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Laminates: Performance, Fashion, Value and Green


Since bursting on the American scene in 1993, no single product has had as much media exposure and consumer recognition as laminate flooring. A decade-and-a-half later, the consumer’s obsession with laminate continues at an unprecedented rate. How so?  During what has been considered one of the toughest economic periods in decades for U.S. businesses, sales of laminate floors, especially at the high end, remained a bright spot as the category has continued to gain market share. Whether it is an upgrade from what the builder initially offered or a replacement of an existing floor, laminate flooring has become a mainstay for consumers. Even designers have come to recognize the all-around value laminate brings to a project during these rough economic times. Laminate flooring was already considered one of the most durable, easy-to-maintain flooring products on the market, but numerous technological advances have elevated the category to a new level of fashion. Today’s laminate floors not only look like a real hardwood, tile or stone floor, they feel like their natural counterpart. And, thanks to innovations in underlayments, many of which are now pre-affixed to the planks, laminate floors even sound like the real thing. No

longer are consumers destined to hear the hollow clanging of their shoes or look at an obvious fake woodgrain or marble striation. Once a laminate floor is installed, end users will be hard pressed to remember they are not on the real thing. Manufacturers may have invested heavily getting the product to pass for its real cousin, but they did not forget that flooring is a fashion item. To that end, laminate mills and their suppliers have developed high-definition photo and printing techniques to capture the true beauty of the wood species and tile designs they are replicating. By staying current with the hottest styles in the wood and tile sectors as well as keeping up with the latest design trends in the home, the laminate category offers specialty retailers an array of products and services to help capitalize on consumers’ decorating tastes. Consumers just need to take one step into a dealer’s laminate section to see products that look exactly like far-off exotic species from a remote jungle in Africa or from the less traveled regions in Eastern Europe, South America and Australia. And, because oak is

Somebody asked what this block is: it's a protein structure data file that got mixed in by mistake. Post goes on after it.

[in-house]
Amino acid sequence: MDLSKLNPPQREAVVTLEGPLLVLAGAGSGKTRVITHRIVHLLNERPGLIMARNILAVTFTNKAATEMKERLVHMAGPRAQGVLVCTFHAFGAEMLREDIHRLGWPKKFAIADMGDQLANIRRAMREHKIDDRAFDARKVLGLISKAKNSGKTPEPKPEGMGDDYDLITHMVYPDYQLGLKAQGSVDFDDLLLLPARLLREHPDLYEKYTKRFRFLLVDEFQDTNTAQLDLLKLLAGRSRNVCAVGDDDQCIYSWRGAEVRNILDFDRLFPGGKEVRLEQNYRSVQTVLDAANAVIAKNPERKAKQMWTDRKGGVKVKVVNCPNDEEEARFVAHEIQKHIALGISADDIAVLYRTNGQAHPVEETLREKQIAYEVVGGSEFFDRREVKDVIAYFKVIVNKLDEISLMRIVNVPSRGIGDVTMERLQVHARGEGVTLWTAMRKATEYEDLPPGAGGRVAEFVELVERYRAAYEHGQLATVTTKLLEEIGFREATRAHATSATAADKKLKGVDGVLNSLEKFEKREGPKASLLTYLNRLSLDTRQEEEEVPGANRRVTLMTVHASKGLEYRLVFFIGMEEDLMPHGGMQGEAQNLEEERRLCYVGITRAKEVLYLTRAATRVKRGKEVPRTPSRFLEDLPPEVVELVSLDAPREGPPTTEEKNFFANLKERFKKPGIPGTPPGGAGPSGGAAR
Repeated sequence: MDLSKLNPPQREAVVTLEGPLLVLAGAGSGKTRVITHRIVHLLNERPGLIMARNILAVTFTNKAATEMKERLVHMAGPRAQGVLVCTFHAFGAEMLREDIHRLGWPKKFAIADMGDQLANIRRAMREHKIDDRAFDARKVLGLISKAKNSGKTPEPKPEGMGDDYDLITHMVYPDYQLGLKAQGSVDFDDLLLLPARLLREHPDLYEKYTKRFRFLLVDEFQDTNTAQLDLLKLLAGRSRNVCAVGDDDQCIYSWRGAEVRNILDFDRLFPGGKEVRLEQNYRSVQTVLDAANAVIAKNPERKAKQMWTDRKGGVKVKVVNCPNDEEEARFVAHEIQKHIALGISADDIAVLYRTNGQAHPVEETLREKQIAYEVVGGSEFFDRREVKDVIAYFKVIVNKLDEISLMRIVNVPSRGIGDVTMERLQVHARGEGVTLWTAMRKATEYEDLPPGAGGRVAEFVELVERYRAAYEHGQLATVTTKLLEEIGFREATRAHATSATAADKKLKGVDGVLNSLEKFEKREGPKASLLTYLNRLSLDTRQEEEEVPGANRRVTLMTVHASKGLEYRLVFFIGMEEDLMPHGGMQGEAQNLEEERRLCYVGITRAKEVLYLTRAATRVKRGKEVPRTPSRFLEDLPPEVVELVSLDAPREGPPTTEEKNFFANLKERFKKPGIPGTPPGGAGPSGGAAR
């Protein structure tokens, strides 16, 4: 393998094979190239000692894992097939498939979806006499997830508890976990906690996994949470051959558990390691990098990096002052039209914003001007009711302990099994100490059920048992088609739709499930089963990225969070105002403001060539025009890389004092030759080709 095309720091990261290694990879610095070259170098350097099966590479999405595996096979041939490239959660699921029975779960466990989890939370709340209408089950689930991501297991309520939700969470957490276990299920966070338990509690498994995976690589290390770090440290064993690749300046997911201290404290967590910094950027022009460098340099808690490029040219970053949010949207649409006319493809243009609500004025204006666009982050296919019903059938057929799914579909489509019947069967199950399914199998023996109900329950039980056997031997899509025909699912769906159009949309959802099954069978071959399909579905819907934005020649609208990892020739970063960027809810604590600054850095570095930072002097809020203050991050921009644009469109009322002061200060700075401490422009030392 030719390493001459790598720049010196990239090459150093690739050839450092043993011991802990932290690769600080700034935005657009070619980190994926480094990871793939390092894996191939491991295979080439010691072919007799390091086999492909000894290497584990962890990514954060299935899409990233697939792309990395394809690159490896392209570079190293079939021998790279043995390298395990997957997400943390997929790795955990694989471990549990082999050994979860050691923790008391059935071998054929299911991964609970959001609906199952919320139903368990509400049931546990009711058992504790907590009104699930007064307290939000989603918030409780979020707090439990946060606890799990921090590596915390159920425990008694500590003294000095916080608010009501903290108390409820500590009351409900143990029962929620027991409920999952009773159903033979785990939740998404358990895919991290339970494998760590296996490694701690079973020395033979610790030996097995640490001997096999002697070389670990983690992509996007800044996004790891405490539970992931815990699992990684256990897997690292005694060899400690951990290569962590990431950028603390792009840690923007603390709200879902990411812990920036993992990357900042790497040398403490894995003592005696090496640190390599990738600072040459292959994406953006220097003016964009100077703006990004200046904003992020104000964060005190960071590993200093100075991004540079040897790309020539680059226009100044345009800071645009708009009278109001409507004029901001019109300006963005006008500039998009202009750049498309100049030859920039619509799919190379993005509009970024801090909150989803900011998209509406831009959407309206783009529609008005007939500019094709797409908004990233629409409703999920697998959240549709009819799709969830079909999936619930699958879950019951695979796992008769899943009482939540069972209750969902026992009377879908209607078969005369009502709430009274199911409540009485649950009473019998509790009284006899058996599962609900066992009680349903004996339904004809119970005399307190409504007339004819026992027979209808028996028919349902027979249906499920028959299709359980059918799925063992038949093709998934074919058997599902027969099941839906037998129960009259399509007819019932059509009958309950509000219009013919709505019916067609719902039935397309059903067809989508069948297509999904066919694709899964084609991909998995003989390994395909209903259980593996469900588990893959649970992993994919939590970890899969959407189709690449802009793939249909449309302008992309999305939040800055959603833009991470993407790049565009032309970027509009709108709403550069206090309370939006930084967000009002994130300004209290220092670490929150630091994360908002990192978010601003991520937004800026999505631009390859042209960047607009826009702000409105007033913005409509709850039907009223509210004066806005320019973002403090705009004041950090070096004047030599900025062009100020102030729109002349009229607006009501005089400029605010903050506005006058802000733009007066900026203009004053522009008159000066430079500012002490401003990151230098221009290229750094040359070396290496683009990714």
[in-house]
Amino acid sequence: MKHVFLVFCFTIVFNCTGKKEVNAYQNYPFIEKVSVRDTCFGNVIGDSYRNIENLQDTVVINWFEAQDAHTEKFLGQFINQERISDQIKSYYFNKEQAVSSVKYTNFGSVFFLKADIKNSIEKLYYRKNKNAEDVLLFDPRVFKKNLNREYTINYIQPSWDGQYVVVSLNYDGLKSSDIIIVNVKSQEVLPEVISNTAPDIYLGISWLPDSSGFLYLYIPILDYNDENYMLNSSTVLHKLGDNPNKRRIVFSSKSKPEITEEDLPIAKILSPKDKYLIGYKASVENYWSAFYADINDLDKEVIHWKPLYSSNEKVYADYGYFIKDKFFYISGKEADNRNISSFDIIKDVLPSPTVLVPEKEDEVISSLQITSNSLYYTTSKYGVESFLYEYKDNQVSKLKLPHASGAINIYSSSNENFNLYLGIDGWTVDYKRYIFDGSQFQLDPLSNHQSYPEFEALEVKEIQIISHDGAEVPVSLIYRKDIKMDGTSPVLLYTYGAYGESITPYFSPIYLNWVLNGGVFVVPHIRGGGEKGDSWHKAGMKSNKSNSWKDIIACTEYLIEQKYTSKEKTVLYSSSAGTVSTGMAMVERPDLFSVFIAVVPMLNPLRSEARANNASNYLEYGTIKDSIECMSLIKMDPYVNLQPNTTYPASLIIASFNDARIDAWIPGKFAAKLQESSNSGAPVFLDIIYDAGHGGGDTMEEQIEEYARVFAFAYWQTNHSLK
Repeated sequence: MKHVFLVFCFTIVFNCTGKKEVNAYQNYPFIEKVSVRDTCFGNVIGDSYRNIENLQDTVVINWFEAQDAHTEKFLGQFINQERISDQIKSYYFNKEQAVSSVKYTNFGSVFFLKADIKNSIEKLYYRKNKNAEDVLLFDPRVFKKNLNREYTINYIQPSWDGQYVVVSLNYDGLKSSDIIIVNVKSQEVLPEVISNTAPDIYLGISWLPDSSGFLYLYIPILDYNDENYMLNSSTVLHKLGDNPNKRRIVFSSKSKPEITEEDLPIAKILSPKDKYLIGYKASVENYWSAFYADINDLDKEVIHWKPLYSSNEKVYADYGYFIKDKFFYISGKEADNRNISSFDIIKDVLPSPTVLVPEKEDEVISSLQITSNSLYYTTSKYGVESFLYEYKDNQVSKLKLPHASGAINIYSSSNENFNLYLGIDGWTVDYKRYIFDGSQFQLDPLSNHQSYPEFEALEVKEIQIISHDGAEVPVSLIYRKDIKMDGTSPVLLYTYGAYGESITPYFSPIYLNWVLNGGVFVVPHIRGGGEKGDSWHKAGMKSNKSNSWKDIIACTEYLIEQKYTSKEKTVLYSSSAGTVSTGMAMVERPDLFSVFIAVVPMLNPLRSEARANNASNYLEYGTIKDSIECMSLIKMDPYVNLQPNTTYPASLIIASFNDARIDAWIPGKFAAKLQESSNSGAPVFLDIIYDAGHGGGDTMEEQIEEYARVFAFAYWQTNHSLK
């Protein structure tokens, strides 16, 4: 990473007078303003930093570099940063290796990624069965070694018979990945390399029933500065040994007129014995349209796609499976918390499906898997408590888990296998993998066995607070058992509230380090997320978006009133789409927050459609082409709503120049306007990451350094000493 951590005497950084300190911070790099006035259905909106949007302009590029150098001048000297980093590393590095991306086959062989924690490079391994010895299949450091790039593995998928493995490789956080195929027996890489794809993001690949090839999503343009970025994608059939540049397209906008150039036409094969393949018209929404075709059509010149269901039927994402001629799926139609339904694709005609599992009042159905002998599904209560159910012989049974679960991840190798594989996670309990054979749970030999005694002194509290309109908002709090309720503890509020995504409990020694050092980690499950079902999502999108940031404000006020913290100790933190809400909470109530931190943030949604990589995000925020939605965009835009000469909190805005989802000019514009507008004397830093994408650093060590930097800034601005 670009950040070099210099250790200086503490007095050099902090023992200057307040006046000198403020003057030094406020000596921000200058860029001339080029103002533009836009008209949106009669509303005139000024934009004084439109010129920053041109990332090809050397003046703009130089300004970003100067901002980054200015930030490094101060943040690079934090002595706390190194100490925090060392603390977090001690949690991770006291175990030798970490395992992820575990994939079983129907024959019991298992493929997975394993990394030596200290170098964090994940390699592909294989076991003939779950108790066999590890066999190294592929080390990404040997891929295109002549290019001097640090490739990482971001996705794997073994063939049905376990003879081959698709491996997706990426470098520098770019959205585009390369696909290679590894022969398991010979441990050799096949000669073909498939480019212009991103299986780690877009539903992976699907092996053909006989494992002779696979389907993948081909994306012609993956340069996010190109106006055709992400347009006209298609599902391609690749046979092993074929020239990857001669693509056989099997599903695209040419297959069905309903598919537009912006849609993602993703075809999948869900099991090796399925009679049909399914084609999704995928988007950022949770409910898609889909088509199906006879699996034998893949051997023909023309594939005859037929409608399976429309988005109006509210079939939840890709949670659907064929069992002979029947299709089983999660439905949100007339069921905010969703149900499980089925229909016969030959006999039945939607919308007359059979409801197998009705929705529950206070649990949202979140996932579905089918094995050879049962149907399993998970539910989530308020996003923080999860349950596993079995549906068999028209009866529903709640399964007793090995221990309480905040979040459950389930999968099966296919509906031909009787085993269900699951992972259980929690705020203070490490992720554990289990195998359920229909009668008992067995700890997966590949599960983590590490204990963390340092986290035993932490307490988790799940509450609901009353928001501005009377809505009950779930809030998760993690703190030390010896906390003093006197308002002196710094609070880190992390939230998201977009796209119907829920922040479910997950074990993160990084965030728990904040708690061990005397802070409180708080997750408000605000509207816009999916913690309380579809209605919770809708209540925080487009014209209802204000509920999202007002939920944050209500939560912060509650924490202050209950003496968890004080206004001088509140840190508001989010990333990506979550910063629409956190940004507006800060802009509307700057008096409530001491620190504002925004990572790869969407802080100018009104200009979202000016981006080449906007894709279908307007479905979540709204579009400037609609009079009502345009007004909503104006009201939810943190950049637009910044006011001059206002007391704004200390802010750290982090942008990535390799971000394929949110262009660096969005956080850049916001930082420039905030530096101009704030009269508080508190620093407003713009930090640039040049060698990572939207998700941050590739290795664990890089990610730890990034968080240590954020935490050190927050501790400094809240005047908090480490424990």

still the popular wood floor among U.S. consumers, laminate mills have created floors featuring a worn or distressed feel to the surface. Consumers are immediately transported back to a simpler time in American history as the rustic look continues to be among the most popular types of floors being asked for by designers and everyday customers. Beyond just the species themselves, advances at the manufacturing level have allowed the industry to offer a greater variety of decorating options, many of which match the design trends of other interior furnishings. For example, the smooth, piano finish look of cabinets and office furniture has become one of the most popular laminate designs to hit the market in years. Some manufactures say launches of products with this look were not just their most successful last year but since they first entered the category. And it’s not just in wood; laminate designs in stone, porcelain, marble, brick and other “rocky” surfaces are helping retailers gain sales during difficult times. Because laminate mimics the real thing, its overall cost is far less, thus making it more attractive to a consumer who still wants to make her home beautiful but cannot necessarily afford the real thing. Laminate allows for her to have the look and feel of these luxury items at a more reasonable cost. Throw in the fact laminate floors offer one of the industry’s most compelling green stories.